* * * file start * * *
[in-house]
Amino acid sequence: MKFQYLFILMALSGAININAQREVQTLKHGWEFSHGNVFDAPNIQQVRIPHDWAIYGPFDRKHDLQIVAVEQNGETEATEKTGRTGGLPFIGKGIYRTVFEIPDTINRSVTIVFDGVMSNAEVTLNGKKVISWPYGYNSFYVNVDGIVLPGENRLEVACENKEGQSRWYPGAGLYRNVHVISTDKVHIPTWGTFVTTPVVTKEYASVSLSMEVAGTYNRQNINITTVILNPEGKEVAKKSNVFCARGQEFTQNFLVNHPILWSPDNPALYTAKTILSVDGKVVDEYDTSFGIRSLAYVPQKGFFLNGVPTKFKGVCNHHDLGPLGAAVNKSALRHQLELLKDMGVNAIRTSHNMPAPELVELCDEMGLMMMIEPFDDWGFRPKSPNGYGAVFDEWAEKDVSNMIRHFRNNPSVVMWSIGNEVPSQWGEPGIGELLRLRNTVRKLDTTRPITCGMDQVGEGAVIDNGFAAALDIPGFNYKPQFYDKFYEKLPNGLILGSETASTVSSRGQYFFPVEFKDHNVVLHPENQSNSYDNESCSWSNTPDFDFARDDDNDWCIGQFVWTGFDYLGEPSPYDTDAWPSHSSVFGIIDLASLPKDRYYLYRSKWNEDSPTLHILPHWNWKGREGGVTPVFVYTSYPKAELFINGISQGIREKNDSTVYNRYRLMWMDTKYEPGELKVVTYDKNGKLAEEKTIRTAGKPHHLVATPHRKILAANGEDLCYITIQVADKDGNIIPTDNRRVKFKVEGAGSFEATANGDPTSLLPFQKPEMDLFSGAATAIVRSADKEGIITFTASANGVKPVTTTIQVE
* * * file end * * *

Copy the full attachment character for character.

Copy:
[in-house]
Amino acid sequence: MKFQYLFILMALSGAININAQREVQTLKHGWEFSHGNVFDAPNIQQVRIPHDWAIYGPFDRKHDLQIVAVEQNGETEATEKTGRTGGLPFIGKGIYRTVFEIPDTINRSVTIVFDGVMSNAEVTLNGKKVISWPYGYNSFYVNVDGIVLPGENRLEVACENKEGQSRWYPGAGLYRNVHVISTDKVHIPTWGTFVTTPVVTKEYASVSLSMEVAGTYNRQNINITTVILNPEGKEVAKKSNVFCARGQEFTQNFLVNHPILWSPDNPALYTAKTILSVDGKVVDEYDTSFGIRSLAYVPQKGFFLNGVPTKFKGVCNHHDLGPLGAAVNKSALRHQLELLKDMGVNAIRTSHNMPAPELVELCDEMGLMMMIEPFDDWGFRPKSPNGYGAVFDEWAEKDVSNMIRHFRNNPSVVMWSIGNEVPSQWGEPGIGELLRLRNTVRKLDTTRPITCGMDQVGEGAVIDNGFAAALDIPGFNYKPQFYDKFYEKLPNGLILGSETASTVSSRGQYFFPVEFKDHNVVLHPENQSNSYDNESCSWSNTPDFDFARDDDNDWCIGQFVWTGFDYLGEPSPYDTDAWPSHSSVFGIIDLASLPKDRYYLYRSKWNEDSPTLHILPHWNWKGREGGVTPVFVYTSYPKAELFINGISQGIREKNDSTVYNRYRLMWMDTKYEPGELKVVTYDKNGKLAEEKTIRTAGKPHHLVATPHRKILAANGEDLCYITIQVADKDGNIIPTDNRRVKFKVEGAGSFEATANGDPTSLLPFQKPEMDLFSGAATAIVRSADKEGIITFTASANGVKPVTTTIQVE